Treasury management has long been an important aspect of many corporations’ financial management. It ensures the business is accurately tracking its daily sales and payments in an effective manner, while also having sufficient liquidity to meet both expected and unexpected financial obligations.
Significant changes to regulation that will be coming into force in the following years are set to transform the ways in which treasury managers do their jobs. These regulations, in particular Basel III, will affect how Treasury Management Systems (TMS) are utilised, and how important they are perceived to be. Single Euro Payments Area (SEPA), a new financial instrument, is also drastically altering the effects on money transferred throughout the EU – easing the flow of resources throughout Europe by ensuring all transfers meet the same standards.
The industry is facing a period of change as the way companies employ treasury management is shifting. There are more choices of which system a company wishes to use, as well as how they install it. The cloud is opening up opportunities for outsourcing at lower costs than creating or buying an in-house treasury management system. Companies can opt for ever-more customisable systems that particularly suit their business model and needs, in order to ensure they get the most from treasury management.
More companies are realising the importance of treasury management. A global survey by Accenture, the professional services consultancy, found that the top-performing companies considered their levels of liquidity risk as either their primary or secondary concerns. After all – cash only has value when it is easily accessed. With the industry adapting to change coming from a number of directions, World Finance is proud to present the 2012 Treasury Management Awards. Our winners of these awards are recognised for their continuing efforts in the sector, and we are confident they will continue to be leaders in their respective fields for years to come.
Basel III regulations
As globalisation strides forward and previously unavailable markets are opened up, staying-up to-date with numerous regulations is becoming increasingly complicated. International companies must keep track of a variety of regulations impacting them from different locales – each has to be correctly tended to in order to ensure a prosperous business.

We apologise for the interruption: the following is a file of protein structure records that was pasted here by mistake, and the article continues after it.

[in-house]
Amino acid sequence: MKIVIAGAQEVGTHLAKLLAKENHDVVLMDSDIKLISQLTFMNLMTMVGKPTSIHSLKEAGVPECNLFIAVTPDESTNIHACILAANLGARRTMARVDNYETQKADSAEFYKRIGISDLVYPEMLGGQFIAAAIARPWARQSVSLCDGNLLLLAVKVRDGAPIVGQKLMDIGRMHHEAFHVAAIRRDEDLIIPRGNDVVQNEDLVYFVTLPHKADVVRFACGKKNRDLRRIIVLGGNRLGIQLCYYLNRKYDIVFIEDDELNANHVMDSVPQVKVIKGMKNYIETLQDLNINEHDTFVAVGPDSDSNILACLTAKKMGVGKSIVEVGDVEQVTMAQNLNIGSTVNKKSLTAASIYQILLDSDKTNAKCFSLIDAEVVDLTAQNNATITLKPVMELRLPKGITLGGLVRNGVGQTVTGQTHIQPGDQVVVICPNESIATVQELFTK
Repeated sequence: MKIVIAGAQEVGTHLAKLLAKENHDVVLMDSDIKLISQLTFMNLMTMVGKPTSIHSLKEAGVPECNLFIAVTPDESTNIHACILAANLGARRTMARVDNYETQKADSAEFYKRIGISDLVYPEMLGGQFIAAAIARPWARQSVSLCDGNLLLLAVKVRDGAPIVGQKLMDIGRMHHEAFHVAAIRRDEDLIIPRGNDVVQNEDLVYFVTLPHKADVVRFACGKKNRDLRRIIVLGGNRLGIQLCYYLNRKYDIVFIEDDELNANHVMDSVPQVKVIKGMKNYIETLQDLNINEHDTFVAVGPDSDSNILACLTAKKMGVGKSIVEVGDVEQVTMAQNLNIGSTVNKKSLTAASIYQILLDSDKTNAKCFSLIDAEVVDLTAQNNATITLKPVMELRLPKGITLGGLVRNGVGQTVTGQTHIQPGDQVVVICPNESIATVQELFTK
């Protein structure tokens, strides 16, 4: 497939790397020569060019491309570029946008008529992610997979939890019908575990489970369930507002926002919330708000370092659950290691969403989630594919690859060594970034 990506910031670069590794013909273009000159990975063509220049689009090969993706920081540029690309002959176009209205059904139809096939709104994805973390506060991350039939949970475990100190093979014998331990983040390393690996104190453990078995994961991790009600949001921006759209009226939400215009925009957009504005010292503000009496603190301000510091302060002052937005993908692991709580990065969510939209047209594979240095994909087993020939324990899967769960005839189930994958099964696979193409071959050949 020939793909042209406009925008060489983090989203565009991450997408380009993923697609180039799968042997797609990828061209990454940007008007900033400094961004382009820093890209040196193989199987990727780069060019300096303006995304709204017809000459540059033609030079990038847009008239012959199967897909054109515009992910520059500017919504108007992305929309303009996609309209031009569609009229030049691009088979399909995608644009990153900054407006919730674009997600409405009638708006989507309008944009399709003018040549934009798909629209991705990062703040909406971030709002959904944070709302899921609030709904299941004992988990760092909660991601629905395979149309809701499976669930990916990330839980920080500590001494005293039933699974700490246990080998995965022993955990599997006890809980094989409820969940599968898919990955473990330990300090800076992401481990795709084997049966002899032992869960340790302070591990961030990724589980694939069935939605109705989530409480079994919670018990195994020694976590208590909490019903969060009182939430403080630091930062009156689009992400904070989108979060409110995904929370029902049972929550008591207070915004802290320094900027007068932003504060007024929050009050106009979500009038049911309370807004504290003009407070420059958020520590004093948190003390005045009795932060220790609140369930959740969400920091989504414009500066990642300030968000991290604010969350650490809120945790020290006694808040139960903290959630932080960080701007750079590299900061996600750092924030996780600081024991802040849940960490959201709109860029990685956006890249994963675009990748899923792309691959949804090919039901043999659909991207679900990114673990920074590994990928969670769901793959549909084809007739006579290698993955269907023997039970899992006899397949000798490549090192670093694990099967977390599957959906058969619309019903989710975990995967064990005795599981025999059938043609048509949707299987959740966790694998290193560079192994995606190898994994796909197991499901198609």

This year, elections and new governments in China, Russia, and the US mean that world order and global regulations will be affected by multiple influences. However, treasury managers also need to remain aware of local regulations that can change quickly and substantially in smaller regions. The most substantial new regulation affecting the financial sector, and particularly the treasury management industry, is Basel III. With its introduction planned over the next few years, it is set to have a large impact on the global treasury management industry.
The latest instalment in the Basel Accords lays down a new global regulatory framework that builds on previous versions; Basel I & II. Designed to develop risk management and transparency in the banking sector, Basel III aims to improve all banks’ ability to deal with economic stress. It does this by setting a series of rules, the most important of which are that banks must hold 4.5 percent common equity (up from two percent in Basel II) and six percent Tier one capital of risk-weighted assets (up from four percent). Banks will build progressively larger buffers of capital in order to absorb financial damages and protect themselves against more downturns.
Although Basel III is meant to start coming into effect from the beginning of 2013, late agreement on details and a close deadline has meant some banks are already struggling to meet its requirements. Germany is being given an extra six months to ready itself, and other unprepared banks may follow suit if they can’t make the deadline. Full implementation of Basel III is expected by 2019.
EU financial instruments
Europe has been developing a simpler method of transferring money between banking systems. SEPA should improve the efficiency of cross border payments and will allow anyone to make a payment between European countries as easily as they would within their home country, effectively harmonising and streamlining the transfer of money around Europe. A further benefit is the reduction of cost to the European economy of moving capital around the area – which has been predicted to be as much as two or three percent of total GDP.